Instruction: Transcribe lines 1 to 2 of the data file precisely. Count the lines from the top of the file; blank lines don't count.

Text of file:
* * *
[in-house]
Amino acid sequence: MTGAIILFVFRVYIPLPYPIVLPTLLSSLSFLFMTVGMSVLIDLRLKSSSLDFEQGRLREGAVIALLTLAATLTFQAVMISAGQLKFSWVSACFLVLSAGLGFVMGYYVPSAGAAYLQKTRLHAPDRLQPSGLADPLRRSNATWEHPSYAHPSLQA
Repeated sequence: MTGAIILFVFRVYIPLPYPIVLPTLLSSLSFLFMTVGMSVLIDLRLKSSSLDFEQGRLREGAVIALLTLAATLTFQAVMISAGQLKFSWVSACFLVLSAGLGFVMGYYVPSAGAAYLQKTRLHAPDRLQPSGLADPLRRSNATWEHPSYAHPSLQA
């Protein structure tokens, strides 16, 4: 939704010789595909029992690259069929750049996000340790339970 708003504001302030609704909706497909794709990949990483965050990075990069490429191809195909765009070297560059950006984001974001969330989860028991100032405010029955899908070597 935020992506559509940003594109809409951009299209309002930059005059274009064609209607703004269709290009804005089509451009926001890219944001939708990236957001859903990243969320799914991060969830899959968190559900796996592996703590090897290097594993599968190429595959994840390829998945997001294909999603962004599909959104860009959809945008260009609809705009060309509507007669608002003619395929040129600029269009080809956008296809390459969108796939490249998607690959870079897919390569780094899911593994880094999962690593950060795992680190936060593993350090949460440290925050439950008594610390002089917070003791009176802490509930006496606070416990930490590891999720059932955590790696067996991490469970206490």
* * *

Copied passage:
[in-house]
Amino acid sequence: MTGAIILFVFRVYIPLPYPIVLPTLLSSLSFLFMTVGMSVLIDLRLKSSSLDFEQGRLREGAVIALLTLAATLTFQAVMISAGQLKFSWVSACFLVLSAGLGFVMGYYVPSAGAAYLQKTRLHAPDRLQPSGLADPLRRSNATWEHPSYAHPSLQA